Exclusive: We Talk Nazis and 'Iron Sky' With Genre Legend Udo Kier


“Nazis on the moon.” With a tag line like that, do you really need to know more about Iron Sky to know that you need to see it? You do? Okay. At the end of WWII, the Nazis fled earth and set up a secret base on the dark side of the moon, plotting for the day the Fourth Reich can return home and take over the world. America has decided to revisit the moon - the first time in decades - and their astronaut (who happens to be black) discovers their moon base. The Nazis insist he take them to his leader on earth, and hilarity ensues. No, really. 

Genre legend Udo Kier plays Wolfgang Kortzfleisch, the leader of the Fourth Reich (not Hitler, as many of the characters mistakenly call him). We spoke with Udo about his role in the film, and why he doesn’t like playing Nazis.

After doing Iron Sky, do you now want to go visit the moon?

I did visit it! I was living on the dark side of the moon! It was amazing because we shot the film partly in Frankfurt, Germany, and partly in Brisbane, Australia. It was amazing because it was a big studio, and everything inside the studio was green. It was all green screen. We did not see anything. The director said, “The helicopter is landing over there” and they made a white X on the wall. So we had to imagine the helicopter was landing over there. But it was fun. The director [Timo Vuorensola] had a great sense of humor. All the Nordic people have a great sense of humor. I worked for 20 years with Lars von Trier, and I start on his new film, Nymphomania in a couple of weeks in Germany. All the Danish and Swedish and Finnish have a very different sense of humor. It’s very dark.

It is certainly a bizarrely funny movie. How did you get involved in it?

Years ago, they asked my manager if I would play the leader. I am very careful with Nazis, so when I heard the words “Nazis on the moon,” I thought, “Oh my god. Nazis on the moon.” He told me it was a comedy and I read the script and was laughing a lot. They put on the IMDB that I would be in it. It took years [to go into production] and everyone kept asking me about it - “What is this on your resume? Iron Sky: Nazis on the Moon?” I told my agent we needed to take it off, but he said, “No, no, they got the money for the film.” So I made the film and we had a lot of fun. When I read that it had nothing to do with the Holocaust, that it was more like Charlie Chaplin’s The Great Dictator or Mel Brooks’s Springtime for Hitler, I didn’t mind. I played a Nazi for Rob Zombie, and I played Hitler twice in comedies. They have made great movies about this time, Spielberg and others, but I have never played a serious Nazi. When you are German and you come to America to act, they always want you to play Nazis.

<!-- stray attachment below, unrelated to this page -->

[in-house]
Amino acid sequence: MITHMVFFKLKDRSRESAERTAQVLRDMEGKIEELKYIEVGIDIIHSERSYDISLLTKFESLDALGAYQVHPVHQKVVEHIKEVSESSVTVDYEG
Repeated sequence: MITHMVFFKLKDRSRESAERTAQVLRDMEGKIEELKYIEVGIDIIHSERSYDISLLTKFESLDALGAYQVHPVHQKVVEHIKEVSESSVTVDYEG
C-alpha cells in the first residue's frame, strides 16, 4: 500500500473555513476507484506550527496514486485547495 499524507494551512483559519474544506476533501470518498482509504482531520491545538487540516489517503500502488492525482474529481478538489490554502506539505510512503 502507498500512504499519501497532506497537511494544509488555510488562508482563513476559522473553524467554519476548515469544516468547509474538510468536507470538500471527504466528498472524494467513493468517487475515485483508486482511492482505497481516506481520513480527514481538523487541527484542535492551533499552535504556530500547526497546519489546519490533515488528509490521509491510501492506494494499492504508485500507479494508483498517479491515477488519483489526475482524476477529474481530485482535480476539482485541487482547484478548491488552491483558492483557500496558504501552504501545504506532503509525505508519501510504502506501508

Is that why you don’t play serious Nazis? Because you don’t want to be typecast?

No, nothing to do with that. I am very much aware of the German’s history. I was born at the end of [WWII] and I know what happened quite well. It was not only a horrible time for Germany, but for the whole world as well. I don’t feel alright playing it. The Germans are always connected with this dark history, and I don’t like that. I like to play all different kinds of roles.

Like vampires. You have a long, storied history in cult and horror films. Did you set out on that career path, or was it something you fell into?

I was living in Rome in 1972 and I was flying to Munich. A man was sitting next to me and we started talking. He asked what I do, and since this was the beginning of my career I always had headshots on me. So I told him I was an actor and showed him my pictures. I asked what he did, and he said he was a film director - he was Paul Morrissey. He wrote my phone number down on the last page of his passport. I thought I must be important! A couple weeks later he called and said he was doing a little film for Carlo Ponti in Rome, and he had a role for me. I asked him what the role was: “Frankenstein.” So that is how it started. I did Frankenstein and then we did Dracula. So at first I was very energetic as Frankenstein for three weeks. Two or three days later I was a very weak Dracula, thirsting for the blood of virgins - which is of course very difficult. There are no virgins, especially in Italy. They’re religious, but no virgins.

Iron Sky has a lot of political undercurrents. Do you see it as having a political message, or do you just see it as a comedy that happens to be topical?

I think every film is political if you see it that way. I don’t think that the director had any intention to give a political message. I mean, the President of the United States looks very much like Sarah Palin - ironically, of course. But I think it was just cliches and crazy people on the moon. I don’t see it as political.

People always ask me, “How did you get to the moon?” So I made up my own little story. The favorite Nazis were sent to the moon with rockets. My mother went with them, and I was born on the moon. In reality, I was born in 1944, so it is basically the same time. 

You mentioned earlier that most of the sets were actually green screens. Did that make it more difficult for you to act and interact?

In my case - I can only talk for myself - if the background is all green, there is no distraction, so I can concentrate on the person I am talking to. For me it was okay. It reminded me a little bit of being on stage. We had storyboards, so we knew what was in the background.

To get Iron Sky in your city, visit and demand it!